We present results from an ongoing field study conducted in Kansas grassland to examine correlates of invasibility and community stability along a natural gradient of plant diversity. Invasibility was evaluated by sowing seeds of 34 plant species into 40 experimental plots and then measuring colonization success after two growing seasons. Compositional stability, defined as resistance to change in species relative abundances over two growing seasons and in response to experimental disturbance, was measured in a separate set of 40 plots. We found that community susceptibility to invasion was greatest in high diversity microsites within this grassland. Multiple regression analyses suggested that the positive correlation between invasibility and plant diversity was due to the direct influences of the extrinsic factors that contribute to spatial variation in diversity (soil disturbances; light availability), not to any direct impact of diversity. In addition, we found that compositional stability in response to disturbance was greatest within low diversity microsites and was strongly related to the dominance (evenness) component of diversity.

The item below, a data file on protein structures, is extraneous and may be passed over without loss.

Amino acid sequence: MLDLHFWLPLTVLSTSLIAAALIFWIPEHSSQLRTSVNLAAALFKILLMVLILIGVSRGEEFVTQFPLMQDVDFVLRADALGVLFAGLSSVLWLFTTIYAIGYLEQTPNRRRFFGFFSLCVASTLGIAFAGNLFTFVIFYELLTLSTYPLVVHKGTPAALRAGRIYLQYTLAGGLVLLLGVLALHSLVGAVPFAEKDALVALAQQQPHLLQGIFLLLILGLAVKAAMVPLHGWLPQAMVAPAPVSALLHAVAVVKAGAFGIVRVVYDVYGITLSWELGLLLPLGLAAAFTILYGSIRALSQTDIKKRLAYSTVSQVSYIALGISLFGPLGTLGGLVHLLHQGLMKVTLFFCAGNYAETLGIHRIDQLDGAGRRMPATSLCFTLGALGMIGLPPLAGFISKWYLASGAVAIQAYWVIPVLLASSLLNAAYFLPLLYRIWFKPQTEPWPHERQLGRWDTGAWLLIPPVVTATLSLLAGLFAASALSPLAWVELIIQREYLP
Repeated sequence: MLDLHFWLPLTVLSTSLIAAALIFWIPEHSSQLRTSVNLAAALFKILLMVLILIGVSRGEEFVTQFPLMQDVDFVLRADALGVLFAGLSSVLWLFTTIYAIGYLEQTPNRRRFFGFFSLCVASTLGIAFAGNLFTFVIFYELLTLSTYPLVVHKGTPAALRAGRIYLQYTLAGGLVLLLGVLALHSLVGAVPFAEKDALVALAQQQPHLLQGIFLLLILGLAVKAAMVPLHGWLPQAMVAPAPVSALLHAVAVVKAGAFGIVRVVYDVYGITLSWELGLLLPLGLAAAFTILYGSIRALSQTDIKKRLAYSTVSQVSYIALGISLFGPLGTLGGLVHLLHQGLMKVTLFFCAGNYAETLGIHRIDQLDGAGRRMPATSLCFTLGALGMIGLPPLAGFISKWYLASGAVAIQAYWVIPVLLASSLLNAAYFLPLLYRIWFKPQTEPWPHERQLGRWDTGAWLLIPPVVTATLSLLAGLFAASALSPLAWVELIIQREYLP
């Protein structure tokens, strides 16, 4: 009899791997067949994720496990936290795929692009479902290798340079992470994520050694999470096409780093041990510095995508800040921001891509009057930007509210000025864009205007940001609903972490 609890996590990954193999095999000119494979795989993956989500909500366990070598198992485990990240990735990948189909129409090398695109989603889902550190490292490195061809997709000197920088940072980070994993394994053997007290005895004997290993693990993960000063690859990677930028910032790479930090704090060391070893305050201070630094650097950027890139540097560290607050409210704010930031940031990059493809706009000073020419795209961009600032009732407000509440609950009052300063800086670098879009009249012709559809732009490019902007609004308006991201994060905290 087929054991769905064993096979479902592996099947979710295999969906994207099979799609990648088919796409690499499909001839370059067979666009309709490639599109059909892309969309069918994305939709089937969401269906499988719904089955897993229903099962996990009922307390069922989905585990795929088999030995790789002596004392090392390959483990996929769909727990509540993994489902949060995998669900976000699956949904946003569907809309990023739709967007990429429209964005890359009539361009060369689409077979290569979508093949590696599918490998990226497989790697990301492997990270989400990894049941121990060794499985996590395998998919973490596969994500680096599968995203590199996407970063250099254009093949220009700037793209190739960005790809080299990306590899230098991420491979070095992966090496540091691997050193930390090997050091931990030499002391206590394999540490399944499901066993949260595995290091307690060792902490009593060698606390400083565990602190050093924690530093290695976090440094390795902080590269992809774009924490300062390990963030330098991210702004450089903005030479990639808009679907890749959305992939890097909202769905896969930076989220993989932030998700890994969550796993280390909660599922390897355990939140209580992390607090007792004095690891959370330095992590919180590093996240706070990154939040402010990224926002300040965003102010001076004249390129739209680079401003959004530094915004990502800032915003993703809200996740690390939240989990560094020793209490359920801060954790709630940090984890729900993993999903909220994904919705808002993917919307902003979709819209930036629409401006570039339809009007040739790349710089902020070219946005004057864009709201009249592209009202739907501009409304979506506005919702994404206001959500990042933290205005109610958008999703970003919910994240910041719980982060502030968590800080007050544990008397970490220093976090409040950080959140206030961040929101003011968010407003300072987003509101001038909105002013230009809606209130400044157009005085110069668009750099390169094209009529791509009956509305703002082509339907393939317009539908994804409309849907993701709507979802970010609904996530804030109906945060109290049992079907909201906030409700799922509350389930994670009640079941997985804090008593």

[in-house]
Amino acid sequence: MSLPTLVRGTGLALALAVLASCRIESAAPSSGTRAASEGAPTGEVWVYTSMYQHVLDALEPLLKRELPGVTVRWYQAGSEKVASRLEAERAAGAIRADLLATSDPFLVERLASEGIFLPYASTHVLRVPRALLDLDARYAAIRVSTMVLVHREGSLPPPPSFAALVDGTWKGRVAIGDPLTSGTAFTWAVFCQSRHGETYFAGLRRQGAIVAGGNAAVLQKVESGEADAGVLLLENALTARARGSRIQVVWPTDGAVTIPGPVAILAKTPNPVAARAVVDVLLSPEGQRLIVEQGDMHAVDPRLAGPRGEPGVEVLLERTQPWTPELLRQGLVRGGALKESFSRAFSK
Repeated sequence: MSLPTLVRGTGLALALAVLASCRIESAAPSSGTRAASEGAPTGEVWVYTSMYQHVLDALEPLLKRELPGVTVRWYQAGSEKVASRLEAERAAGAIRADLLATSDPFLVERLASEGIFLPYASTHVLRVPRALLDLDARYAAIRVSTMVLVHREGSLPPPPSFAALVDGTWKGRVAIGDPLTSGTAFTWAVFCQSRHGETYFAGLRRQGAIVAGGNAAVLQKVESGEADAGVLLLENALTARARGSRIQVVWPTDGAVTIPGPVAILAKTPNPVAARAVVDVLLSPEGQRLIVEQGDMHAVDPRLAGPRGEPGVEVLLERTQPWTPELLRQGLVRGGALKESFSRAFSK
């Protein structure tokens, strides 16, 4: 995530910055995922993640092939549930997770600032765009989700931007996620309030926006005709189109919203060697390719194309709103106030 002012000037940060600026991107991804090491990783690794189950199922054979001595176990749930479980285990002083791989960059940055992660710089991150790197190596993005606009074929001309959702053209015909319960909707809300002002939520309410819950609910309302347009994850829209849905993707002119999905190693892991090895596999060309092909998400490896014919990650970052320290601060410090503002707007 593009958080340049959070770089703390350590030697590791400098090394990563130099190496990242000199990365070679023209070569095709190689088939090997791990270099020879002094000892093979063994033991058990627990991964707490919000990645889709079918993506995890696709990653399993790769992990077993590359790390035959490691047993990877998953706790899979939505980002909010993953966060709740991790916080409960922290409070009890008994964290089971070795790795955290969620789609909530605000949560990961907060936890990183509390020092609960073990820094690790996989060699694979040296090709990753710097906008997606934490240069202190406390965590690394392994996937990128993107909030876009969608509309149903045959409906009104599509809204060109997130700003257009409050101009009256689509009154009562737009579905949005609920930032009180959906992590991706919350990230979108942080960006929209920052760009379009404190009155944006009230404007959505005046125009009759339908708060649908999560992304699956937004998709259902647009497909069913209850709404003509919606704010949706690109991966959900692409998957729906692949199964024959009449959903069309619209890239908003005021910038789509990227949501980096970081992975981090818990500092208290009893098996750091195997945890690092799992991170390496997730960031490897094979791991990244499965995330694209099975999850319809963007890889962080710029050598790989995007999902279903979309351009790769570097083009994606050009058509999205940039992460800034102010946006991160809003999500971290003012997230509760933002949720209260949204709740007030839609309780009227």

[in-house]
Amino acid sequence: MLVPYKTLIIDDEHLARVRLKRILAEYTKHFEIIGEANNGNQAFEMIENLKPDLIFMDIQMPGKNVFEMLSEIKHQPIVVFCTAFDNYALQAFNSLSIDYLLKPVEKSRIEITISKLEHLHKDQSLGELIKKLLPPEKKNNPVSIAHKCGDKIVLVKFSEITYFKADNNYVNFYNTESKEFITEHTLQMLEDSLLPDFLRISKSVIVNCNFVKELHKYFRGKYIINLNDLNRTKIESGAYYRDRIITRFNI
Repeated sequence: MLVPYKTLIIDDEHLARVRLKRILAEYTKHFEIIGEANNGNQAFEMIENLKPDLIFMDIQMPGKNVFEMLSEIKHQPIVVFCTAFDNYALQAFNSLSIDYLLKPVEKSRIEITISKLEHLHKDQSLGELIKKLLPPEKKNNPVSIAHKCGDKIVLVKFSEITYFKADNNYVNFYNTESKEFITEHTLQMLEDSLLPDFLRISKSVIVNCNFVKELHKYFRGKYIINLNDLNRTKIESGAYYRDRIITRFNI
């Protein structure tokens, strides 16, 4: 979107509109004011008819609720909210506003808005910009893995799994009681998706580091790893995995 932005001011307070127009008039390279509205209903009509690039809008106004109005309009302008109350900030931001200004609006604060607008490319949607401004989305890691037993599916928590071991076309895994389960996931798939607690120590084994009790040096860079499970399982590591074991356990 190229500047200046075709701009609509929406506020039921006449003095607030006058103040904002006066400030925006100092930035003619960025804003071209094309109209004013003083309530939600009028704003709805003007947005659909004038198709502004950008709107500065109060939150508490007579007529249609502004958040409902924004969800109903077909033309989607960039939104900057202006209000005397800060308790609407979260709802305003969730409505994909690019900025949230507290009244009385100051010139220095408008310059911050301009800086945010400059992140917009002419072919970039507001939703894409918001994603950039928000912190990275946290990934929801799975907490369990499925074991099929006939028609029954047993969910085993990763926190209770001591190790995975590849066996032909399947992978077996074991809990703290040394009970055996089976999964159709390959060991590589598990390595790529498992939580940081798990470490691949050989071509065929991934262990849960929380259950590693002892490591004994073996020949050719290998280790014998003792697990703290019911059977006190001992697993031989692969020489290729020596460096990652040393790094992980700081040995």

ASJC Scopus subject areas
- Ecology, Evolution, Behavior and Systematics